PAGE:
What Algebra offers is a unique opportunity:

* Students can be challenged to embrace the abstract (at any level of abstractness).

* Students can be engaged to observe details of the abstract (and to contrast divergence with patterns).

* Students can be allowed to communicate their incorrectness (and to walk better by stumbling onwards).

* Students can be encouraged to re-process and to re-present ideas and information that is new-to-them.

* Students can be challenged to teach others, and thus discover (and plug) various holes in their own understanding.

* In solving problems (applying the lesson), students can be challenged to perform practical analysis (really just basic and careful observation), and then to decide what's required, and then to implement what's required, and then to test that solution with further analysis (ideally through multiple methods of testing).

To sum up:

Teaching Algebra does not have to be all of these things - or any one of these things - at every possible moment... but teaching Algebra ought to be all of these things - in various degrees and for various students - at some key points during the year.

And so therefore, if you are so fortunate as to receive a teaching contract this year, I will tell you this one more time. It doesn't matter so much what curriculum you're given by Admin, or what key skills need to be tested by the State at year's end, or how closely the methods you're asked to use might approximate "Math" as you yourself once experienced it.

The only questions that matter, for you, my dear Algebra Teacher, are these:

Where's the target? and How do you want me to hit it?

All the big things that Algebra CAN teach CAN be taught with great impact at various points in the year.

Someday US schools will diversify helpfully. Until then, all students will continue being forced to take Algebra, and all districts will continue to "water it down" (comparatively speaking) . Nevertheless, the fundamental aspects of what makes Algebra worthwhile can quite often be utilized to exact more from (and provide more to) your students.

Take it from me. I've been on the inside and the outside. I've talked to teachers in various schools, states and districts.

In the present system as it stands, there are more ways to do Algebra, helpfully, than a lot of teachers [want to] imagine...

July 7, 2012

Did Paul escape Damascus once or twice?

From Galatians, we know Paul departed twice from Damascus, but were both departures also escapes? A common argument against the "two escapes" hypothesis is simple incredulity that Paul would try the same trick twice, but I'd invite all such skeptics to try on this quick thought experiment.

For starters, let's assume, as a great many do, that Acts 9 and II Cor.11 refer to the selfsame event. That is, let's assume Paul escaped from Damascus only once. Now, for this experiment, let's assume that the *one* escape happened to fall at the first departure. The only circumstance we need to remember is the one circumstance common to both Acts 9 and II Cor.11 - that Paul was let down from the wall in a large basket.

Remember, thought experiments like this can be well worth your time. But this one will be quick. I promise!

Alright. Paul's first Damascus departure was an escape. Here is point one: the escape was effective. Well, duh, you might say. Obviously Paul wasn't caught. Yes, but it's more than that.

If Paul had been seen going down from the wall, he'd have been caught by the time he touched ground. If Paul had been spotted so near to the wall, he wouldn't have gotten away. The fact that Paul got away means that - if Paul was spotted - he at least wasn't spotted so near to the wall. Therefore, the fact that Paul got away means that no one saw his particular method of escape, at that moment, when he was coming down the side of the wall. We should further presume the Damascene brothers pulled that basket back up. If they'd left the basket and rope on the ground, any sentries patrolling the wall would have been only a few minutes behind him, at worst.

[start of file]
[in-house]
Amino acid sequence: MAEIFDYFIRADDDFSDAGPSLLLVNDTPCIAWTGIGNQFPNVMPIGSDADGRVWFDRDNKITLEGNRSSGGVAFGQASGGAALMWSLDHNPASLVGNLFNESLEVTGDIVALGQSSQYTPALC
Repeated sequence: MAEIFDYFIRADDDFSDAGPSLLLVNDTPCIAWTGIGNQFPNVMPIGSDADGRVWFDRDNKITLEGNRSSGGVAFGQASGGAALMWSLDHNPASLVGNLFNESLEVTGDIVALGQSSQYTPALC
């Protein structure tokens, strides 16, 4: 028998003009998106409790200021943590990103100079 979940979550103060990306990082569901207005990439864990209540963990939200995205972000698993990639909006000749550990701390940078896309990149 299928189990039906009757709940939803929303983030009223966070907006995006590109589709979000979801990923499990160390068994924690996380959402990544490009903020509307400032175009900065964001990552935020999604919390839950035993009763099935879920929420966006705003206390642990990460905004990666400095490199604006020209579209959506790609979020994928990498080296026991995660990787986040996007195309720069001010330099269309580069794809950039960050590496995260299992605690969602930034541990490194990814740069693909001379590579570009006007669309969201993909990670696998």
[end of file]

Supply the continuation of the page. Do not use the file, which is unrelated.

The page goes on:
So, Paul's escape proves that the trick had proven completely effective, and more importantly, that the trick had remained, to that point at least, entirely secret.

Now, Paul goes down to Arabia, where he may or may not have gotten himself in some trouble, because of course, it's very like Paul to get himself into trouble wherever he travels. And then Paul comes back up to Damascus, where he's somewhat if not even more likely to get himself in new trouble, although we don't normally hear of Paul getting himself into trouble the second time he passes through a particular town (cf. Lystra, Iconium, Antioch-of-Pisidia, Thessalonica, Corinth, Philippi, Troas, Ephesus, etc. But not Jerusalem. Hmm.) At any rate, Paul being Paul, let's suppose even odds that Paul gets himself back into trouble again, on this return trip to Damascus.

Now, supposing Paul needs to escape again... hypothetically... and supposing the Damascene church has another discussion about how to help Paul escape. If that had happened, twice, what do you think they'd have done?

Should we suppose they'd be more likely to come up with a new and untested idea for helping Paul to escape, perhaps for novelty? Or should we suppose they'd be more likely to favor the tried and true method which proved effective the first time, and which almost certainly had remained secret since then? In that hypothetical situation, the more likely choice should be glaringly obvious. In general, among ancient peoples, and this being quite contrary to modern sensibilities, particularly those of the well educated, novelty was grossly unvalued. Practicality trumped.

Of course, this doesn't necessarily mean that Paul therefore *did* escape from Damascus two times. What it does mean is that, logically, one should not think it less likely they'd use the same escape method twice. When one gives proper consideration, one should think it highly more likely they would use the same method as earlier, assuming escape became necessary a second time.

To go further, to actually answer the question - Did Paul escape from Damascus once or twice? - we'd have to study the circumstances in both situations and reconstruct a timeline, judging which of three scenarios were more likely: (1) escape at first departure only, (2) escape at second departure only, or (3) escapes at both departures from Damascus. (For reasons I won't go into just now in this post, I take option #3. Search this site if you want to know more... At any rate, the most common objection (to my pet view) happens to be total bunk.) 

Here endeth today's lesson.  ;-p